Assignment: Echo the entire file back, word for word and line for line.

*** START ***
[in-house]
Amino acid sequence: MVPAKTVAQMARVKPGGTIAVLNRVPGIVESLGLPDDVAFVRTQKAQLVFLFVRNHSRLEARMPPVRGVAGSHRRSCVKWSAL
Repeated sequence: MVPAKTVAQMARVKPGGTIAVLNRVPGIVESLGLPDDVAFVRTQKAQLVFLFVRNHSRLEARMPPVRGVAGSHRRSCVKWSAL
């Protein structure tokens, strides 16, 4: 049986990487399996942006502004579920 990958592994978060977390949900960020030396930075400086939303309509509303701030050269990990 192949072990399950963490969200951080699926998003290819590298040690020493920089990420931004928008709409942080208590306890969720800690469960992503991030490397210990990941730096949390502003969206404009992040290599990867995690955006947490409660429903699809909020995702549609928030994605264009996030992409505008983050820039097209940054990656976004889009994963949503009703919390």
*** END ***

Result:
[in-house]
Amino acid sequence: MVPAKTVAQMARVKPGGTIAVLNRVPGIVESLGLPDDVAFVRTQKAQLVFLFVRNHSRLEARMPPVRGVAGSHRRSCVKWSAL
Repeated sequence: MVPAKTVAQMARVKPGGTIAVLNRVPGIVESLGLPDDVAFVRTQKAQLVFLFVRNHSRLEARMPPVRGVAGSHRRSCVKWSAL
């Protein structure tokens, strides 16, 4: 049986990487399996942006502004579920 990958592994978060977390949900960020030396930075400086939303309509509303701030050269990990 192949072990399950963490969200951080699926998003290819590298040690020493920089990420931004928008709409942080208590306890969720800690469960992503991030490397210990990941730096949390502003969206404009992040290599990867995690955006947490409660429903699809909020995702549609928030994605264009996030992409505008983050820039097209940054990656976004889009994963949503009703919390």